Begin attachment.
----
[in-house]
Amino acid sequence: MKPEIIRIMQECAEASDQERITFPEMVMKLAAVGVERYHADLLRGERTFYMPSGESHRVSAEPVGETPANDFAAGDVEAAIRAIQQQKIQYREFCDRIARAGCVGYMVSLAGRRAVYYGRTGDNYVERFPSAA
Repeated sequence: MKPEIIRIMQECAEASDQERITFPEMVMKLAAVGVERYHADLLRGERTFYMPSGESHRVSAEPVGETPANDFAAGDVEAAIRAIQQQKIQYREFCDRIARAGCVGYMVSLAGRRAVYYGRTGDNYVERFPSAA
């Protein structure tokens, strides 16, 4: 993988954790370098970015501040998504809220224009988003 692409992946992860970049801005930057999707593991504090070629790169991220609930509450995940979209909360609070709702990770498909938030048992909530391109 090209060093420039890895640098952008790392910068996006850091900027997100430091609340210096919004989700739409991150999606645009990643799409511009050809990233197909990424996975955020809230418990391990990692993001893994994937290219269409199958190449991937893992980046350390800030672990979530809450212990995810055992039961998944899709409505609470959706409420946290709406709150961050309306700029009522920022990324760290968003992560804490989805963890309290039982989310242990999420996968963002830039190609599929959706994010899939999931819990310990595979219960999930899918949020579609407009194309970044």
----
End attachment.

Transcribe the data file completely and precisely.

[in-house]
Amino acid sequence: MKPEIIRIMQECAEASDQERITFPEMVMKLAAVGVERYHADLLRGERTFYMPSGESHRVSAEPVGETPANDFAAGDVEAAIRAIQQQKIQYREFCDRIARAGCVGYMVSLAGRRAVYYGRTGDNYVERFPSAA
Repeated sequence: MKPEIIRIMQECAEASDQERITFPEMVMKLAAVGVERYHADLLRGERTFYMPSGESHRVSAEPVGETPANDFAAGDVEAAIRAIQQQKIQYREFCDRIARAGCVGYMVSLAGRRAVYYGRTGDNYVERFPSAA
């Protein structure tokens, strides 16, 4: 993988954790370098970015501040998504809220224009988003 692409992946992860970049801005930057999707593991504090070629790169991220609930509450995940979209909360609070709702990770498909938030048992909530391109 090209060093420039890895640098952008790392910068996006850091900027997100430091609340210096919004989700739409991150999606645009990643799409511009050809990233197909990424996975955020809230418990391990990692993001893994994937290219269409199958190449991937893992980046350390800030672990979530809450212990995810055992039961998944899709409505609470959706409420946290709406709150961050309306700029009522920022990324760290968003992560804490989805963890309290039982989310242990999420996968963002830039190609599929959706994010899939999931819990310990595979219960999930899918949020579609407009194309970044």